But like so many reports on the life of Pura Vida, it was poorly researched and too general to be much more than a puff piece that could have been written by the Pura Vida Chief Marketing Officer.
I like it here, don’t get me wrong, but the reporter should have done more research than to just quote Paul Yeatman, a real estate agent, a couple of tour guides and magazine that touts living overseas.
The Yeatmans have done a great job of selling their theory that you can live in Costa Rica for less than $2000 a month, and they seem to document this with numbers. The name of the blog is RetireForLess.com, so the numbers serve their purpose.
I don’t know Paul and Gloria Yeatman, but I’m gonna attack their numbers anyway and make some personal assumptions about them based on their annual outlay.
And here is my category-by-category reaction. (Note: I am not saying they are wrong or I am right… just my reaction based strictly on the numbers above.)
Overall, they are living a simple, modest life. Nothing wrong with that, we do too!
Groceries: They eat simply. Paul said in the MarketWatch.com story that they have stopped buying as much “gringo food” as they used to. (They don’t shop as much in the food stores that carry U.S. brand names.) One of them (or both) likes to cook and spend time in the kitchen preparing meals I’m guessing. (Ready-prepared foods like we enjoyed in the U.S. are expensive – there is no such things as a “quick meal” in Costa Rica.) The Yeatmans don’t drink much. Booze ain’t cheap.
Transportation: They have one car and use public transportation regularly. $100 a week seems right. Figure $60 a week for fuel and the rest is for car repairs and taxes..
Meals out: They don’t eat out much. In Atenas, a meal in the evening at a restaurant (not a soda) will run $20 for two. That’s no booze, no dessert at an average place. So two people eating once a week in a restaurant is $80 a month. A few breakfasts and lunches during the month at the much cheaper sodas and a cocktail here and there will cause that $100 will grow by 50% easily.
So far in 2013 we have come down in our spending over the two previous years, partly to offset other expenditures for the new house.
Most retired people like to eat out for the social aspects.
Health Care: They are young(er) and healthy.
Among those expats were Gloria and Paul Yeatman, ages 56 and 66, respectively, who moved to Costa Rica 4½ years ago.
The Yeatmans probably also got their health care by becoming members of ARCR, which gave them a discounted group rate to belong to the nationalized health care. This is no longer available and rates have increased markedly. That fact and one ongoing health problem – or one surgery – or a dental problem – can drive their $175 a month expenses to double or triple their current outlay.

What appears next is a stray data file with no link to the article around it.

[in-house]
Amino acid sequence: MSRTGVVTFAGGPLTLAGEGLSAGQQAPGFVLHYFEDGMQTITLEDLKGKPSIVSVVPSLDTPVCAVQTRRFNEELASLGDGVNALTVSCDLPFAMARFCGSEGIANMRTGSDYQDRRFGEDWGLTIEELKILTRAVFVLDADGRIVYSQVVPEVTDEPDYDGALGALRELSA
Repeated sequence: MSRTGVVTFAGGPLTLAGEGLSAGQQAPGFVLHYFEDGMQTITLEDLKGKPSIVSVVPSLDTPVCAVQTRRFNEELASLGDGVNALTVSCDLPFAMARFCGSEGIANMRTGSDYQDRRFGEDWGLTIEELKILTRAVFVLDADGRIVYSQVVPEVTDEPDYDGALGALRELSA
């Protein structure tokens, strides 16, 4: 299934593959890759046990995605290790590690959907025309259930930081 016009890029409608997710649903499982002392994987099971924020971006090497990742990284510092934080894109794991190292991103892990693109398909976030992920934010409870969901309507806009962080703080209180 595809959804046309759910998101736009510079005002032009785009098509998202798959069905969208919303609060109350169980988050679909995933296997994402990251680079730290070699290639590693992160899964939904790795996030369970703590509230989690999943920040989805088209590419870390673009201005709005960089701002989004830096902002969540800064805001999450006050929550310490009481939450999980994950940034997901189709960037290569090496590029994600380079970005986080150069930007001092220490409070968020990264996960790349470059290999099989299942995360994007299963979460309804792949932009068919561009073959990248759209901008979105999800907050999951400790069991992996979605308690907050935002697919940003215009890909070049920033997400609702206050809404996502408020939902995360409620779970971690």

Reminder: I don’t know the Yeatmans, but in reading their blog, I think I would. This is just my reaction to their expenses and how it relates to our life. Nobody is wrong here!!!
Pets: They have one cat that apparently is healthy. We have three dogs. I think their numbers look about right. We probably spend $25/month per animal and our dogs are approaching “senior” status.
Rent/Phone/Utilities: They live modestly. We do too. But they are getting a helluva deal on rent! Our electricity runs about $120 per month, phones (two cell phones and a landline) run about $25/month, and internet is $60. (Internet could be less if they are using ICE – the government controlled utility service.) That puts their rent at somewhere around $500 per month. THAT is a great deal. Unrealistic for Atenas.
Other Household Misc. No issues here.
Personal Care/Clothing: Mr. and Mrs. Yeatman don’t get massages or pedicures every month. And they dress like most of the full-time gringo residents, very casually. Paul mentioned in the story at MarketWatch that he just got new glasses. Me too, I paid $100 for everything.
Entertainment/Travel: They don’t have the need/desire to return to U.S. OR their numbers will jump significantly for 2013… they spent $1500 on a trip to Mexico thus doubling their entire expense number for 2012.
We have just returned from a 3 week trip to Mexico and are just starting to get caught up. (posted June 9, 2013 and documented at the blog.)
$1500 for a three week trip? I am impressed. One trip by one person to the US will cost $600 in airfare alone. They spent $600 in 2012 and $76/ month last year. And that doesn’t figure in other entertainment expenses. This is unrealistic. Paul admits they don’t travel in Costa Rica as much as they used too. And the Yeatmans want readers to believe than they took a three-week trip to Mexico? Something doesn’t compute.
Miscellaneous: no issues here.
Retire for Less in Costa Rica? Absolutely. Live on $2000 or less a month? Absolutely. The Yeatmans are doing it in San Ramon and people are doing it in Atenas.
This is just my impressions about trying to keep up (or down) with the Yeatmans. As those of us who talk with others who want to retire cheaply… your mileage may vary, meaning how you live is different than how we live. We’re not wrong, just different.